The essays in this volume explore how two domains of human experience and action--religion and technology--are implicated in each other. Contrary to commonsense understandings of both religion (as an "otherworldly" orientation) and technology (as the name for tools, techniques, and expert knowledges oriented to "this" world), the contributors to this volume challenge the grounds on which this division has been erected in the first place.
What sorts of things come to light when one allows religion and
technology to mingle freely? In an effort to answer that question,
Deus in Machina embarks upon an interdisciplinary voyage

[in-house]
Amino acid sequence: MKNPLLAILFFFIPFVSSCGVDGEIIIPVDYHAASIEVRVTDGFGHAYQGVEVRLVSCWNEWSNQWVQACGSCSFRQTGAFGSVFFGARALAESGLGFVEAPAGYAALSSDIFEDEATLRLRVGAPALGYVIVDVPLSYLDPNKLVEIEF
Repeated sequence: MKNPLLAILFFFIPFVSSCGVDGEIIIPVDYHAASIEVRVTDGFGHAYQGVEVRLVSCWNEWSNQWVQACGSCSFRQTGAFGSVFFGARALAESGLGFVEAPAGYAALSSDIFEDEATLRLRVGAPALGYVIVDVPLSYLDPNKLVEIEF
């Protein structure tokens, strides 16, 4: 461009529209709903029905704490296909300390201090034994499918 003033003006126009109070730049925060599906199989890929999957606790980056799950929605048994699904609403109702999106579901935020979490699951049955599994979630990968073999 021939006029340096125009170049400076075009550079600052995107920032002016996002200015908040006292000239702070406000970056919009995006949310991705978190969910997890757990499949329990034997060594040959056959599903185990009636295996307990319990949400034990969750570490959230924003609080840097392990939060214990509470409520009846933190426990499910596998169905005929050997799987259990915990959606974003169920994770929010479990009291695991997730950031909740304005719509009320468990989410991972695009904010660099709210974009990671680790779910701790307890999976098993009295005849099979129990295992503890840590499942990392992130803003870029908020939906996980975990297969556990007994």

across diverse traditions and contexts where religion and
technology meet: from the design of clocks in medieval Christian
Europe, to the healing power of prayer in premodern Buddhist Japan,
to 19th-century Spiritualist devices for communicating with the
dead, to Islamic debates about kidney dialysis in contemporary
Egypt, to the work of disability activists using documentary film
reimagine Jewish kinship, to the representation of Haitian Vodou on
the Internet, among other case studies.
Combining rich historical and ethnographic detail with extended
theoretical reflection, Deus in Machina outlines new
directions for the study of religion and/as technology that will
resonate across the human sciences, including religious studies,
science and technology studies, communication studies, history,
anthropology, and philosophy.